Skip to Main Content
Book Chapter

Correlations between eruption magnitude, SO2 yield, and surface cooling

By
S. Blake
S. Blake
Department of Earth Sciences, The Open University, Walton Hall, Milton Keynes, MK7 6AA, UK. (e-mail: s.blake@open.ac.uk)
Search for other works by this author on:
Published:
January 01, 2003

Abstract

Sulphurous gases from explosive eruptions have the potential to form stratospheric aerosols and so produce surface cooling on a hemispheric to global scale. However, testing for any correlation between SO2 yield and surface cooling is hampered by instrumental SO2 and temperature measurements being available for time periods that include only a few large eruptions. To overcome this, published dendroclimatological data, satellite (Total Ozone Mapping Spectrometer) data on SO2 emissions, stratospheric optical depth data, and volcanological observations are integrated, revealing several relevant new correlations. First, the efficient conversion of SO2 into stratospheric aerosols occurs when the ratio of plume height to tropopause height is greater than about 1.5. Second, the mass of emitted SO2 correlates well with the mass of erupted magma. The SO2 yield is 0.1 to 1% by mass of magma, irrespective of composition. The best-fit power law (r2=0.67) is mass of SO2 in Mt=1.77(mass of magma in Gt)0-64. Third, of the eruption clouds that are believed to have entered the stratosphere in the period 1400-1994, those with masses <5 Gt magma (DRE <2 km3) appear to have had insignificant effects on Northern Hemisphere summer temperature. The scattered data for eruptions of >10 Gt (>4 km3) magma suggest a mean cooling effect of about 0.35 °C.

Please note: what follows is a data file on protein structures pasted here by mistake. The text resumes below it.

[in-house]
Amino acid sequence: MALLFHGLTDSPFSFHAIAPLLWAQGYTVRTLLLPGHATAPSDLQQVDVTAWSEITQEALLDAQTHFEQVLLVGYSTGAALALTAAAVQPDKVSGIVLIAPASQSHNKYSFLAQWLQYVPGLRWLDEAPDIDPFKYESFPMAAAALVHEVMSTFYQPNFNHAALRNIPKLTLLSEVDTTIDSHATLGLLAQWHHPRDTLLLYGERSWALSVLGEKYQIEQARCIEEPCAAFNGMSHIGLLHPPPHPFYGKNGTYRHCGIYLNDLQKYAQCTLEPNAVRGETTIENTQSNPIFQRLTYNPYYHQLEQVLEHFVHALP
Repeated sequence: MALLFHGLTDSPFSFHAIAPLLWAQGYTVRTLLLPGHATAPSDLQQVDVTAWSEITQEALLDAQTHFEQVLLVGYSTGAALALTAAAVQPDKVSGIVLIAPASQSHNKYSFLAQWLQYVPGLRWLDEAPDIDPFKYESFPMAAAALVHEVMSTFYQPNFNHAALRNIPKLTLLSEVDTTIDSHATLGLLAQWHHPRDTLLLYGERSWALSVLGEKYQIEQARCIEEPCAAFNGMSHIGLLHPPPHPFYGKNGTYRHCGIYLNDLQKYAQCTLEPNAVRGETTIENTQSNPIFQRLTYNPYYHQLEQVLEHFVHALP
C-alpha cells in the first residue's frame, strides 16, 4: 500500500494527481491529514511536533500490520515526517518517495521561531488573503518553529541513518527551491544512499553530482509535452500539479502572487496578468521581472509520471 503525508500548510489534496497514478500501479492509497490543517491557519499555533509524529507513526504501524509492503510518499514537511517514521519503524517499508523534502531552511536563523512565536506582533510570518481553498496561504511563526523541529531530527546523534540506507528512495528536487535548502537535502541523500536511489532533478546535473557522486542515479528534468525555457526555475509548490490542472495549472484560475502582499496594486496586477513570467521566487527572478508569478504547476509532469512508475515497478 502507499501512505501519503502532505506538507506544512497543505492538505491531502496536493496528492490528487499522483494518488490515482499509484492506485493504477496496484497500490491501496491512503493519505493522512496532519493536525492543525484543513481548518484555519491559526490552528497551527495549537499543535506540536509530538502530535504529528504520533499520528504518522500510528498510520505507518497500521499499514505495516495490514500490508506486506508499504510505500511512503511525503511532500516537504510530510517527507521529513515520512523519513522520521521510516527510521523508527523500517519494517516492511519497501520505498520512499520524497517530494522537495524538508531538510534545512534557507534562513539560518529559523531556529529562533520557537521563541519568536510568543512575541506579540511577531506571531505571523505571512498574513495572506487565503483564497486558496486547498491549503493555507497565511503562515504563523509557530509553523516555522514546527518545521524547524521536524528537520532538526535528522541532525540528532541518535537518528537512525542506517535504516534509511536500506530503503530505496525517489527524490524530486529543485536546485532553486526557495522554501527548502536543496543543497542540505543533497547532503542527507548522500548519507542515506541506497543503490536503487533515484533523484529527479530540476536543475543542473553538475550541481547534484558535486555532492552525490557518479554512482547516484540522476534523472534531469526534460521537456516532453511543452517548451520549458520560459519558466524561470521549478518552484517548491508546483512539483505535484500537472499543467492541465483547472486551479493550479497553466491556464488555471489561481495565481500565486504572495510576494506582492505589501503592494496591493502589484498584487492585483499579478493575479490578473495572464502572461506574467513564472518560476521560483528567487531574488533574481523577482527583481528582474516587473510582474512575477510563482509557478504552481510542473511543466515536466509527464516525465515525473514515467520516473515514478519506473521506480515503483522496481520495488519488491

You do not currently have access to this article.
Don't already have an account? Register

Figures & Tables

Contents

Geological Society, London, Special Publications

Volcanic Degassing

C. Oppenheimer
C. Oppenheimer
Search for other works by this author on:
D. M. Pyle
D. M. Pyle
Search for other works by this author on:
J. Barclay
J. Barclay
Search for other works by this author on:
Geological Society of London
Volume
213
ISBN electronic:
9781862394612
Publication date:
January 01, 2003

GeoRef

References

Related

A comprehensive resource of eBooks for researchers in the Earth Sciences

This Feature Is Available To Subscribers Only

Sign In or Create an Account

This PDF is available to Subscribers Only

View Article Abstract & Purchase Options

For full access to this pdf, sign in to an existing account, or purchase an annual subscription.

Subscribe Now